GeForce GTX 1080 Ti At 2.5 GHz+: Overclocking On Air, Water, And LN2

Preparing The GeForce GTX 1080 Ti For LN2

Now we're talking about extreme overclocking. Hopefully, you're ready to put some effort into preparing the hardware. Good work here is the key to success later on.


We've covered the steps to overclock CPUs under LN2 multiple times; the same principles apply to graphics cards as well. If you'd like a little more background, check out De-Lidding and Overclocking Core i7-7700K with Water and LN2.

Unlike the top side of a motherboard, graphics card PCBs typically employ a lower profile; there are fewer tall components, making the on-board hardware easier to isolate. My favorite method for sealing everything off involves wide adhesive tape and kneaded eraser. It's quick to apply, easy to remove, and watertight.

You'll want to lay down long bands of tape on the areas in need of protection, and seal the boarders with kneaded eraser to keep water from seeping in. The straight sections between the capacitors and coils are filled with absorbent paper towels (blue). Don't try shoving eraser in there. While it'd be easy to apply, removing it would be almost impossible.

There's no need to protect that area to the right of the VRMs. It warms up enough during operation that the PCB remains at a positive temperature, and therefore avoids forming condensation. Just be careful. If the card is powered off for too long with LN2 applied, this barrier won't keep the board warm.

The back side is even easier to protect.

In the image below, you see all four of our waterproofed test samples. Don't get distracted by the colors; this is just from using different rolls of tape to prepare the cards.

The first six GeForce GTX 1080 Ti Lightning Zs we prepared were for MSI at Computex 2017. Our method proved successful at the show, and nobody complained about how they looked. By repeating our process, these four cards only took an hour each to get ready.

Over the years, I've developed a technique for protecting GPUs that involves a lot of tape. You probably already know the golden rule of engineering: if it moves and it shouldn't, use tape; if it doesn't move and it should, apply WD-40.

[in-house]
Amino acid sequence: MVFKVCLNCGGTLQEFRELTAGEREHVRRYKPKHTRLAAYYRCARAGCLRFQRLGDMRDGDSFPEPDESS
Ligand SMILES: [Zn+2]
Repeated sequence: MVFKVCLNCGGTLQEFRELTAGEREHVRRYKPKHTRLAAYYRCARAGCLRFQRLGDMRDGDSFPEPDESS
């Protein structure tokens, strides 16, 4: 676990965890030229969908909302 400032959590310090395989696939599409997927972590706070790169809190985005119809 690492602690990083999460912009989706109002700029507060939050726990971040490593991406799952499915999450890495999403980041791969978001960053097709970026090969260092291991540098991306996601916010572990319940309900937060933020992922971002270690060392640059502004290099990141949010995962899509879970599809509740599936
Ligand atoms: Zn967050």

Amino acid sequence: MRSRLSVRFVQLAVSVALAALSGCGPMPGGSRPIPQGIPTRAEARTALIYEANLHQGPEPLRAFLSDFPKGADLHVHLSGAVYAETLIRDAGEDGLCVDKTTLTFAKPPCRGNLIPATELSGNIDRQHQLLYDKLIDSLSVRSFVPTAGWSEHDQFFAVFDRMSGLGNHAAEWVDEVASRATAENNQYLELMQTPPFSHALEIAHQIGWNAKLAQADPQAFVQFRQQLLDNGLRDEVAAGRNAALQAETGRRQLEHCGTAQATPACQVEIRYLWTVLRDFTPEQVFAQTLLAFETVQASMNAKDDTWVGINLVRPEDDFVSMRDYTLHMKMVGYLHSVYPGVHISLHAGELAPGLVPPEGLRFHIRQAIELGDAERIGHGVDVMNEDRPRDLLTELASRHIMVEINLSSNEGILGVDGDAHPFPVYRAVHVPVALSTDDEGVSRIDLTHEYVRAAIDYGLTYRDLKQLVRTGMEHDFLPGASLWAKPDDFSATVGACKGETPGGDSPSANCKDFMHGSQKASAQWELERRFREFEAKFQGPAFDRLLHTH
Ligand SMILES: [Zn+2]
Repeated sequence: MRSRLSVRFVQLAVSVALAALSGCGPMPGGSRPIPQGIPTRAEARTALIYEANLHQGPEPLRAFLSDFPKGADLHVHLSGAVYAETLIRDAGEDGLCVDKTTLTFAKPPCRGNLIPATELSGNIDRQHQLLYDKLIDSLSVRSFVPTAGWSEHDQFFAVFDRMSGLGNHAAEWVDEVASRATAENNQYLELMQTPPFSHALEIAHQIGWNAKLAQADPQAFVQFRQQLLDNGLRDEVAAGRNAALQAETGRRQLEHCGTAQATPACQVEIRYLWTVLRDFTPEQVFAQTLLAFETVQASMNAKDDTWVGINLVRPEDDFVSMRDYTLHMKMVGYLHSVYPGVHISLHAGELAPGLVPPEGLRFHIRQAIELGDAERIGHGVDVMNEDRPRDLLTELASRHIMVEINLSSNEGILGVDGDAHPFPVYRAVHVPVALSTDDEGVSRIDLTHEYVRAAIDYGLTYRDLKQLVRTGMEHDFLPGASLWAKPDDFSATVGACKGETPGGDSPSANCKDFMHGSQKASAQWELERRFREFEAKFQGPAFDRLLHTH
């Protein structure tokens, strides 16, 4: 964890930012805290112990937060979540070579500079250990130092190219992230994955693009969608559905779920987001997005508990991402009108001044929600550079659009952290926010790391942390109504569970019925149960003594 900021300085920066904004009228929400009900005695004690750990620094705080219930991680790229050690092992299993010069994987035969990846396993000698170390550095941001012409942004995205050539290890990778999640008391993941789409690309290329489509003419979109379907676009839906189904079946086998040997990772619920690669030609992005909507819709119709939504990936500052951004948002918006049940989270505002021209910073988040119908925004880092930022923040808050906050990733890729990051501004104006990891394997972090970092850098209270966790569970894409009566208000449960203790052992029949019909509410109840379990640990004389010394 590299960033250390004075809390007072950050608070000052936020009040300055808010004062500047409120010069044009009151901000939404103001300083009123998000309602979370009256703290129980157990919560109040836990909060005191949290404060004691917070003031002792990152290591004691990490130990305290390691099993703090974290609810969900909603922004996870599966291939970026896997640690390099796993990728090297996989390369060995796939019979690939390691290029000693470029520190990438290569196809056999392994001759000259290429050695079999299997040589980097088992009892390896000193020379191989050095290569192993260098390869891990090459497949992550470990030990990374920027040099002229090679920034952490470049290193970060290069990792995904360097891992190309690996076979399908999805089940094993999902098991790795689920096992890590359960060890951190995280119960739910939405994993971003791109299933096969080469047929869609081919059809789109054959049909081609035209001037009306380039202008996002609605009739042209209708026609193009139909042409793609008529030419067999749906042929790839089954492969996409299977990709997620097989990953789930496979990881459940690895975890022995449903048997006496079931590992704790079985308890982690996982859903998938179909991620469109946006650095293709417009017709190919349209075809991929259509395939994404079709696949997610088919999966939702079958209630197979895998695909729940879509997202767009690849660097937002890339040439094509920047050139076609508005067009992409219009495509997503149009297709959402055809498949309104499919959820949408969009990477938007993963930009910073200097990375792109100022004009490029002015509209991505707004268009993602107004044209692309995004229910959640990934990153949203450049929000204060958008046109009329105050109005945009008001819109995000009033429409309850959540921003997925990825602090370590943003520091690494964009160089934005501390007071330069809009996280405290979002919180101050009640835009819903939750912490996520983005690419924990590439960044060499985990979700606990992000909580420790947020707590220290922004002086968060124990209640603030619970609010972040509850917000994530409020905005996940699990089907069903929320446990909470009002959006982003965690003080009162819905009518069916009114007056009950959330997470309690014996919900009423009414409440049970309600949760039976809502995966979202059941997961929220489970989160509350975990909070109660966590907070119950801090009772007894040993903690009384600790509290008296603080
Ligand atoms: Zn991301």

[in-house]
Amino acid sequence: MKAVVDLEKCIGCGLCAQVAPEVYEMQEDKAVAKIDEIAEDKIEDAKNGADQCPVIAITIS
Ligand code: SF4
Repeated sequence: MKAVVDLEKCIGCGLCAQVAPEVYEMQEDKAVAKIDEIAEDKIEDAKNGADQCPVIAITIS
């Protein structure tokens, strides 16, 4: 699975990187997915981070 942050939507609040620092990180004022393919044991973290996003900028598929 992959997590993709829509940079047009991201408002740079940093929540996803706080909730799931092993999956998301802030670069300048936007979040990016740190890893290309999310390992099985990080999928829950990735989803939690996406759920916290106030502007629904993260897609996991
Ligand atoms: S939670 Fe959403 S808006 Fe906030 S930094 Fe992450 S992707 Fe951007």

GPUs dissipate massive amounts of heat. Imagine 1000W, the power of an electric space heater from one meter, but concentrated on a surface measuring hundreds of square millimeters. Not surprisingly, the cooler pot installation process is absolutely critical. If the pot isn't positioned correctly, you risk a poor overclock or, worse, damaging the GPU die. In order to ensure the pot is fastened securely, we add layers of tape around the GPU. You need enough so that the pot touches the tape before it touches the die, but not so much that you end up with a thick layer of thermal paste inhibiting heat transfer.

Our Power Mod

These cards have sensors that ensure power consumption never exceeds a certain wattage. If that limit is hit, the clock rate scales back as a protection mechanism. But with the right tools, this limit can be deactivated, or at least raised high enough that it'll never be reached.

In order to trick the sensor, simply solder a wire between its input and output. This effectively blinds the sensor, which will no longer send an alert.

In the following image, you can see solder marks near the eight-pin power connectors. During our tests with LN2 and the extreme BIOS, we modified two of our four cards and never saw their frequency drop. It may seem like such a modification isn't useful. But for a card with its warranty already voided, you may as well do it and ensure that clock rates never throttle.

Capacitor Mod

A lesser-known cap mod involves adding capacitors, which help smooth voltage. A more stable voltage enables better overclocking.

While adding capacitors isn’t particularly difficult, pay attention to their polarity markings. Reversing the polarity can end with smoke or a pop. Also, choose components with the right voltage, capacity, and tolerance. Your soldering work should be clean, and the capacitor legs need to be trimmed as short as possible.

For certain older or entry-level cards, this mod can sometimes help. But a crummy power supply with a cap mod still leaves you with a crummy power supply. The capacitors won't work miracles.

In the case of MSI's GeForce GTX 1080 Ti Lightning Z, we didn’t see any benefit from adding caps. Then again, the factory power supply is solid, and it didn't limit our overclocking efforts in any way. Thus, it only made sense to test one of our four samples with this capacitor mod.

Voltage Check

This is what we call easy prep: take the connector and plug it into the card. All done! Really, though, these connectors are great for hooking up a multimeter for observing supply voltage to the GPU, memory, and PLL.


MSI's card has two available BIOSes and a switch to select between them. So, we updated the secondary firmware with a special version provided by MSI for extreme overclockers. Without this BIOS, some of Afterburner's functionality won't work (the Power Limit can't be raised very high, for instance).

Installing The Cooling Pot

The last step before starting our tests is installing the cooling pot. It must be secured to the GPU. At that point, we're able to start pouring liquid nitrogen into it. This cools the pot, chilling the GPU underneath.

Given that the pot is relatively heavy (nearly 2kg), it must be positioned correctly in order to avoid damaging our card. A plate, some screws, and nuts are used to hold the assembly in place.

It's important to use the correct amount of force when tightening screws. After all, you can exert hundreds of pounds of pressure on a single point without even realizing. To avoid bending the PCB or desoldering the GPU package, we use a backplate for reinforcement.